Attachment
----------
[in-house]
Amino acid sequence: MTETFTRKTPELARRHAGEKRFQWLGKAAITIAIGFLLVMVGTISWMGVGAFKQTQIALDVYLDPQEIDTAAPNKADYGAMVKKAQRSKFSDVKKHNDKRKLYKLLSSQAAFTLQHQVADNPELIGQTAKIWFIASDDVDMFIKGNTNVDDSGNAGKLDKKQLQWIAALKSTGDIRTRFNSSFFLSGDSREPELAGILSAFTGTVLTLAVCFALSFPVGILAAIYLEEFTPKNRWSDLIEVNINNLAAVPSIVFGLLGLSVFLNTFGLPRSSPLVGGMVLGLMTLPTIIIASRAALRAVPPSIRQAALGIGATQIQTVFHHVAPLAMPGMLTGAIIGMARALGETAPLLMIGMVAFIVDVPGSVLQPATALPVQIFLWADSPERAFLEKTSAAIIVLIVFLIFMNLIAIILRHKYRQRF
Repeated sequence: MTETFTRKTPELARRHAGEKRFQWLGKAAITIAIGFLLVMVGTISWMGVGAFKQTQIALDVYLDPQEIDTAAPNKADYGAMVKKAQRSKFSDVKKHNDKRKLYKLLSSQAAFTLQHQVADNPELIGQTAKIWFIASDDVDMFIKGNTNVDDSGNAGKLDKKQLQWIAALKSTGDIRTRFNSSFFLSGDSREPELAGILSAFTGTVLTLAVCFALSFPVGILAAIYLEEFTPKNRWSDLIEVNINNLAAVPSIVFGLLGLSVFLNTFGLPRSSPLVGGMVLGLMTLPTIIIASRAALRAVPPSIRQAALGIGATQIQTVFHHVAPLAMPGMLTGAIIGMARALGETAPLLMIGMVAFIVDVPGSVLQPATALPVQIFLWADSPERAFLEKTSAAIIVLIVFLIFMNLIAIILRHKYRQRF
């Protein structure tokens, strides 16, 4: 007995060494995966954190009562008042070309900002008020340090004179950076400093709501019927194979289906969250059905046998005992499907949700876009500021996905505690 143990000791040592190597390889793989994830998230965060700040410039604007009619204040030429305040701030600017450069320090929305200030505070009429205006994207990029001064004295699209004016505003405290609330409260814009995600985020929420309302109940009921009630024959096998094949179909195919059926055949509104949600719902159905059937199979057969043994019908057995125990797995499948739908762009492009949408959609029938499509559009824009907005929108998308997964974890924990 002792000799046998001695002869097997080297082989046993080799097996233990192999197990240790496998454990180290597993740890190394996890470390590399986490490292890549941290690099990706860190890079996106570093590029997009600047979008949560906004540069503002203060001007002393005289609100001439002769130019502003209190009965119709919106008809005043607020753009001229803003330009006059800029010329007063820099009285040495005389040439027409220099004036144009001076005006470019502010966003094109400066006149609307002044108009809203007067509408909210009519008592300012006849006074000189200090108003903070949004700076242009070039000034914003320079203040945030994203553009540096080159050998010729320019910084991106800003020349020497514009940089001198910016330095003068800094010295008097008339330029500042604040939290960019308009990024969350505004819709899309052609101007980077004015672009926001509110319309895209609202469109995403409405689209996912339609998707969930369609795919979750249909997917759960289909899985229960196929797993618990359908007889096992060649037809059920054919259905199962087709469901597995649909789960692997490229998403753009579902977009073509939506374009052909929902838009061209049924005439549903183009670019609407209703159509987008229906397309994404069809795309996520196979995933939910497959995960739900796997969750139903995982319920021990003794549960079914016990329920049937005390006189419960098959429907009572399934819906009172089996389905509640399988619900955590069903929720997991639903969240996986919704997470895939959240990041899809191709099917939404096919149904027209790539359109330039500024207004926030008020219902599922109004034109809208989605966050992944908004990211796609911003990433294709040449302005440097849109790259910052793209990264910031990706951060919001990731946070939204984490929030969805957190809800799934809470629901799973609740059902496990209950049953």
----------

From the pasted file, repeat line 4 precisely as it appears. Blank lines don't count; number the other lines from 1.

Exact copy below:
């Protein structure tokens, strides 16, 4: 007995060494995966954190009562008042070309900002008020340090004179950076400093709501019927194979289906969250059905046998005992499907949700876009500021996905505690 143990000791040592190597390889793989994830998230965060700040410039604007009619204040030429305040701030600017450069320090929305200030505070009429205006994207990029001064004295699209004016505003405290609330409260814009995600985020929420309302109940009921009630024959096998094949179909195919059926055949509104949600719902159905059937199979057969043994019908057995125990797995499948739908762009492009949408959609029938499509559009824009907005929108998308997964974890924990 002792000799046998001695002869097997080297082989046993080799097996233990192999197990240790496998454990180290597993740890190394996890470390590399986490490292890549941290690099990706860190890079996106570093590029997009600047979008949560906004540069503002203060001007002393005289609100001439002769130019502003209190009965119709919106008809005043607020753009001229803003330009006059800029010329007063820099009285040495005389040439027409220099004036144009001076005006470019502010966003094109400066006149609307002044108009809203007067509408909210009519008592300012006849006074000189200090108003903070949004700076242009070039000034914003320079203040945030994203553009540096080159050998010729320019910084991106800003020349020497514009940089001198910016330095003068800094010295008097008339330029500042604040939290960019308009990024969350505004819709899309052609101007980077004015672009926001509110319309895209609202469109995403409405689209996912339609998707969930369609795919979750249909997917759960289909899985229960196929797993618990359908007889096992060649037809059920054919259905199962087709469901597995649909789960692997490229998403753009579902977009073509939506374009052909929902838009061209049924005439549903183009670019609407209703159509987008229906397309994404069809795309996520196979995933939910497959995960739900796997969750139903995982319920021990003794549960079914016990329920049937005390006189419960098959429907009572399934819906009172089996389905509640399988619900955590069903929720997991639903969240996986919704997470895939959240990041899809191709099917939404096919149904027209790539359109330039500024207004926030008020219902599922109004034109809208989605966050992944908004990211796609911003990433294709040449302005440097849109790259910052793209990264910031990706951060919001990731946070939204984490929030969805957190809800799934809470629901799973609740059902496990209950049953």